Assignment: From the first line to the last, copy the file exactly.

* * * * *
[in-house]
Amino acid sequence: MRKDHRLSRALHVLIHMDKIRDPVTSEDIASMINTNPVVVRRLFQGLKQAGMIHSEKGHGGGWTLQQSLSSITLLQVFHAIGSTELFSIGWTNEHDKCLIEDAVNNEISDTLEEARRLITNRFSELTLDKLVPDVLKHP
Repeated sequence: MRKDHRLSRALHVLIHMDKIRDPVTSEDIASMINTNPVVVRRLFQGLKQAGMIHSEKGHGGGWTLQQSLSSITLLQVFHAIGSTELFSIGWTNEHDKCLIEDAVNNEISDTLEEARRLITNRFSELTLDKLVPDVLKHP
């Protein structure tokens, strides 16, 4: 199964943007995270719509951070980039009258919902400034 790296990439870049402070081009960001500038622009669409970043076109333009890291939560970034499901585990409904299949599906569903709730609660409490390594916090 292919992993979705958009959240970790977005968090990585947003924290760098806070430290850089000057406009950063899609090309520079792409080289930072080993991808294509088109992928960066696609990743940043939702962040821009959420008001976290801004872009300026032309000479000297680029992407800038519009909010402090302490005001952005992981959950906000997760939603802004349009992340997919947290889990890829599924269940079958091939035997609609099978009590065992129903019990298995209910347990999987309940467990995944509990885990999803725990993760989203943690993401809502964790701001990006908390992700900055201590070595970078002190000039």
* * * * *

[in-house]
Amino acid sequence: MRKDHRLSRALHVLIHMDKIRDPVTSEDIASMINTNPVVVRRLFQGLKQAGMIHSEKGHGGGWTLQQSLSSITLLQVFHAIGSTELFSIGWTNEHDKCLIEDAVNNEISDTLEEARRLITNRFSELTLDKLVPDVLKHP
Repeated sequence: MRKDHRLSRALHVLIHMDKIRDPVTSEDIASMINTNPVVVRRLFQGLKQAGMIHSEKGHGGGWTLQQSLSSITLLQVFHAIGSTELFSIGWTNEHDKCLIEDAVNNEISDTLEEARRLITNRFSELTLDKLVPDVLKHP
């Protein structure tokens, strides 16, 4: 199964943007995270719509951070980039009258919902400034 790296990439870049402070081009960001500038622009669409970043076109333009890291939560970034499901585990409904299949599906569903709730609660409490390594916090 292919992993979705958009959240970790977005968090990585947003924290760098806070430290850089000057406009950063899609090309520079792409080289930072080993991808294509088109992928960066696609990743940043939702962040821009959420008001976290801004872009300026032309000479000297680029992407800038519009909010402090302490005001952005992981959950906000997760939603802004349009992340997919947290889990890829599924269940079958091939035997609609099978009590065992129903019990298995209910347990999987309940467990995944509990885990999803725990993760989203943690993401809502964790701001990006908390992700900055201590070595970078002190000039």